July 16 (Bloomberg) -- Deutsche Bank AG, the European continent’s biggest bank, is among lenders given an extra two years by the Federal Reserve to separate derivatives trading from U.S. units that get government backing.
The Fed, in letters posted to its website this week, said Frankfurt-based Deutsche Bank, Standard Chartered PLC, Societe Generale SA, Canadian Imperial Bank of Commerce, Bank of Montreal, Toronto-Dominion Bank, Credit Agricole SA, Natixis SA and Bank of Nova Scotia must determine whether to halt swaps activity or move it to properly capitalized affiliates. Under the Dodd-Frank Act swaps push-out rule, interest-rate and some credit swaps can still be traded inside the banks.
“The potential impact of granting a 24-month transition period is less adverse than the potential impact of denying the transition period,” Robert Frierson, secretary of the Fed board of governors, wrote in the letters, delaying a deadline that otherwise required the push-out by today. Forcing the banks to cut off trades sooner could risk “operational problems and market disruption,” he wrote.
Dodd-Frank, enacted in 2010, expanded swaps oversight as U.S. lawmakers sought to make markets less vulnerable after the 2008 credit crisis. The push-out rule, included in the law by former Senator Blanche Lincoln, requires that equity, some commodity and non-cleared credit derivatives be walled off from bank units with access to deposit insurance and the Fed’s discount window.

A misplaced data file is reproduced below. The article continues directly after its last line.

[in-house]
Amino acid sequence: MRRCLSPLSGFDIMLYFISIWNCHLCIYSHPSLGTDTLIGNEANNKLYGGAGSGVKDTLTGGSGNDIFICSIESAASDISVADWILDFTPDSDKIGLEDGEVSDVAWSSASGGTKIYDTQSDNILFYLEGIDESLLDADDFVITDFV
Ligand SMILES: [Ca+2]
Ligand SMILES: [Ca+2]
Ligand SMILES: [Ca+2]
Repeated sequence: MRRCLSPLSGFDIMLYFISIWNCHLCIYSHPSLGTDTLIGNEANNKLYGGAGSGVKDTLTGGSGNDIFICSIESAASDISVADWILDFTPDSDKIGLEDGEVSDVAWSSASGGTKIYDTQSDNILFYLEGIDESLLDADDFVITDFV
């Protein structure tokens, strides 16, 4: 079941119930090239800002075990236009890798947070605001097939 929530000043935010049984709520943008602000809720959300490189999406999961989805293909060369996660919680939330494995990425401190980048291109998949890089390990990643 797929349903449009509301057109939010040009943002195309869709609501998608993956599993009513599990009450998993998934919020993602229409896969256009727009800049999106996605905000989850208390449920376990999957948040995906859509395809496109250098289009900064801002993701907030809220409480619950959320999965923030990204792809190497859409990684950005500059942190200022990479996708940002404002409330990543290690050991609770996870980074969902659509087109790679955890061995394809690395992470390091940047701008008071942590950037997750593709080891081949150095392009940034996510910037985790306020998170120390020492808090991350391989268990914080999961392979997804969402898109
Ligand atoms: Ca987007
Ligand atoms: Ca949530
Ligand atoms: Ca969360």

The Fed’s letters are almost identical to those the central bank sent to U.S. companies such as Goldman Sachs Group Inc. and Bank of New York Mellon Corp.
The Office of the Comptroller of the Currency granted the two-year phase-out period last month to national banks it oversees, including JPMorgan Chase & Co., Bank of America Corp., Citigroup Inc., Wells Fargo & Co. and Morgan Stanley.
Derivatives, including swaps, are financial instruments used to hedge risks or for speculation. They’re based on stocks, bonds, loans, currencies and commodities, or linked to specific events like changes in the weather or interest rates. Options and futures are the most common types of derivatives.
To contact the reporter on this story: Jesse Hamilton in Washington at email@example.com
To contact the editor responsible for this story: Maura Reynolds at firstname.lastname@example.org